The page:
Brisket was on sale cheap again this week ($1.49/lb) so I decided to experiment a bit. My favorite part of most brisket is the burnt ends. That's the part with plenty of bark, some crispy fat, and always the most delicious smoke flavor. As we only use a little bullet smoker, we have always had to cut briskets in half to make them fit. I started wondering, what would happen if you actually cut the brisket up into little brisket "steaks", then go through the same smoking process? The reasoning went, more exposed surface area, more burnt ends, more good eatin'! I figured the main risk was it would come out too dry. However there was an added bonus that it should cut down the cooking time A LOT!
I started out with a 14 pound brisket and cut it up into 11 portions, trying to keep them about equal weight of a little over a pound. The fatty end slabs had to be a little thinner because the brisket is thicker there. As always, I arranged the brisket fat side up, where possible. Most of the lean end went on the bottom rack, the fatty end went on the top rack.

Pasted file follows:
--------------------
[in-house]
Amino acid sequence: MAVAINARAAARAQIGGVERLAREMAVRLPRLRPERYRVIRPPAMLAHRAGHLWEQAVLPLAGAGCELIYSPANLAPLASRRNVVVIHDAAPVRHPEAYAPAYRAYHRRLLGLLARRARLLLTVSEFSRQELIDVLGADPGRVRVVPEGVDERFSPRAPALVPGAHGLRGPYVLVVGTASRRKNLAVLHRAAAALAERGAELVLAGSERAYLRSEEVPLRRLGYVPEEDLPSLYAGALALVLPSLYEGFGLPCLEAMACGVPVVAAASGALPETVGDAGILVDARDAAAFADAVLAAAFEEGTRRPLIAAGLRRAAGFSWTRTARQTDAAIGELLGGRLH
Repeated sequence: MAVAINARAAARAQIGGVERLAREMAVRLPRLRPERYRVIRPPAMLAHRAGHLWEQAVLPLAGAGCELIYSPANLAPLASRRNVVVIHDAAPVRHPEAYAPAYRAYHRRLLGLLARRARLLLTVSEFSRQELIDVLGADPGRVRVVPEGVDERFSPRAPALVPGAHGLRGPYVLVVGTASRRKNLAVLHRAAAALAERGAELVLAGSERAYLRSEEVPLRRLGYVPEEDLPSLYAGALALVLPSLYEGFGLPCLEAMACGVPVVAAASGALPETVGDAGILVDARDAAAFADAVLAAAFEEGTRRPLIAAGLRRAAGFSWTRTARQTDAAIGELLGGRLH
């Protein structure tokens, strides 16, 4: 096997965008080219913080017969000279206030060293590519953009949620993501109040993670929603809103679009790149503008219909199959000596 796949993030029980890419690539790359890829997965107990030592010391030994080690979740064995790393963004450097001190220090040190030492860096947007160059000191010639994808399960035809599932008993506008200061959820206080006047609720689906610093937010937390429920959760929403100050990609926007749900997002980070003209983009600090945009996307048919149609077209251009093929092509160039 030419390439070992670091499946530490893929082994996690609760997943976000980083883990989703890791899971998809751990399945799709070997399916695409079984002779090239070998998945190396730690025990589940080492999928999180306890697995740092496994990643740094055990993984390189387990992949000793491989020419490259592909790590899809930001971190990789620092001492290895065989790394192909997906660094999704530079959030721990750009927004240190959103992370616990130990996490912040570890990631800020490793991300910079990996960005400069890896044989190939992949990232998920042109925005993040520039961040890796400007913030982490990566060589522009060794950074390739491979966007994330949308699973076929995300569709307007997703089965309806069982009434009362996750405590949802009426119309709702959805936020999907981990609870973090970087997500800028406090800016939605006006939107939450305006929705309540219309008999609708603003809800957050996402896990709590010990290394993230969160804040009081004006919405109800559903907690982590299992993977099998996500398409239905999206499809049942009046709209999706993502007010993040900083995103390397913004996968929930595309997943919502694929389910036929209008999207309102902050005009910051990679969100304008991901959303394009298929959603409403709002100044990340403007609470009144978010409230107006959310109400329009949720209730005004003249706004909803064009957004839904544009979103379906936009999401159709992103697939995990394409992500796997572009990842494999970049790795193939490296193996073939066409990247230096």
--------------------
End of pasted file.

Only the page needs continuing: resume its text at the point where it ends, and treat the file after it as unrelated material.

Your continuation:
Based on my sample at 2 hours, I was torn on whether to continue on the smoker, or pull some slices, wrap them, and finish in the oven. I decided to just let things run for another 4 hours, re-stoking the coals and adding wet pecan wood every hour or so.
After a full 6 hour smoke this is what I found on the top and bottom racks.
By cutting the brisket into elongated "steaks", it meant the slices were weird little square bits. However every little bite had a bit of bark or crispy fat attached to it, all the way around.
I will say this technique does cut down the cooking time substantially. A 14 pound brisket cooked in the usual way would probably be 20 hours combined cooking time to finish properly. I got some pretty good meat in just 6 hours by chopping it up.